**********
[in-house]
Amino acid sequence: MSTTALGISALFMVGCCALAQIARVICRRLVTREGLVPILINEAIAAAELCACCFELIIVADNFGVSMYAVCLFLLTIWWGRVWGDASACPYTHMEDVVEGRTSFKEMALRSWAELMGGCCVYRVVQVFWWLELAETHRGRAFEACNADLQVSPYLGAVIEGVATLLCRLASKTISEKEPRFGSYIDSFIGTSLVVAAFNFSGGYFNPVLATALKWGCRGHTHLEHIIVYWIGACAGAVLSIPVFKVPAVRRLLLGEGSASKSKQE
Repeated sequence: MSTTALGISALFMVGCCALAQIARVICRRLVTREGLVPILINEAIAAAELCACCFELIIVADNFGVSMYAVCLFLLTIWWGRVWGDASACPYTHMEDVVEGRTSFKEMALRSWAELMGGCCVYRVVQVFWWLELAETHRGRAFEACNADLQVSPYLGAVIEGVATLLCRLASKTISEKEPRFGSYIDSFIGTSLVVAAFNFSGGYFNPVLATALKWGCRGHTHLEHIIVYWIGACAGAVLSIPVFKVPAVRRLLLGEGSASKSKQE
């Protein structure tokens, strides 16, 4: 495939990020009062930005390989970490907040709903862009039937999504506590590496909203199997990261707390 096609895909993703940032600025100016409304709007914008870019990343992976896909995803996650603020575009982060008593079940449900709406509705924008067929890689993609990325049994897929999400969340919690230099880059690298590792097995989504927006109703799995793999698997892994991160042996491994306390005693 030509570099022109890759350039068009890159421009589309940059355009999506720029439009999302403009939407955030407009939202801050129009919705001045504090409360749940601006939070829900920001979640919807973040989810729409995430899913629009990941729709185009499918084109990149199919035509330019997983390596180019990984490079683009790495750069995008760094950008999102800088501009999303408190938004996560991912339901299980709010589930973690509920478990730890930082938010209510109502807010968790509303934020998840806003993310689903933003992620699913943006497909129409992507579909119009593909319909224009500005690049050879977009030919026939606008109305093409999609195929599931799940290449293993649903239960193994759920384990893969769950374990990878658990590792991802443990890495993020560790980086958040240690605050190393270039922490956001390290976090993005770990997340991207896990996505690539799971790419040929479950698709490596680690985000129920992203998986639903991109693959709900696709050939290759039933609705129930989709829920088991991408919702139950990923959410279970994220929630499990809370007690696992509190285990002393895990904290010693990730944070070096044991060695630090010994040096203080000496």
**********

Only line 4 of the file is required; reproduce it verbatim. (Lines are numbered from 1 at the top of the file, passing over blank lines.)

């Protein structure tokens, strides 16, 4: 495939990020009062930005390989970490907040709903862009039937999504506590590496909203199997990261707390 096609895909993703940032600025100016409304709007914008870019990343992976896909995803996650603020575009982060008593079940449900709406509705924008067929890689993609990325049994897929999400969340919690230099880059690298590792097995989504927006109703799995793999698997892994991160042996491994306390005693 030509570099022109890759350039068009890159421009589309940059355009999506720029439009999302403009939407955030407009939202801050129009919705001045504090409360749940601006939070829900920001979640919807973040989810729409995430899913629009990941729709185009499918084109990149199919035509330019997983390596180019990984490079683009790495750069995008760094950008999102800088501009999303408190938004996560991912339901299980709010589930973690509920478990730890930082938010209510109502807010968790509303934020998840806003993310689903933003992620699913943006497909129409992507579909119009593909319909224009500005690049050879977009030919026939606008109305093409999609195929599931799940290449293993649903239960193994759920384990893969769950374990990878658990590792991802443990890495993020560790980086958040240690605050190393270039922490956001390290976090993005770990997340991207896990996505690539799971790419040929479950698709490596680690985000129920992203998986639903991109693959709900696709050939290759039933609705129930989709829920088991991408919702139950990923959410279970994220929630499990809370007690696992509190285990002393895990904290010693990730944070070096044991060695630090010994040096203080000496």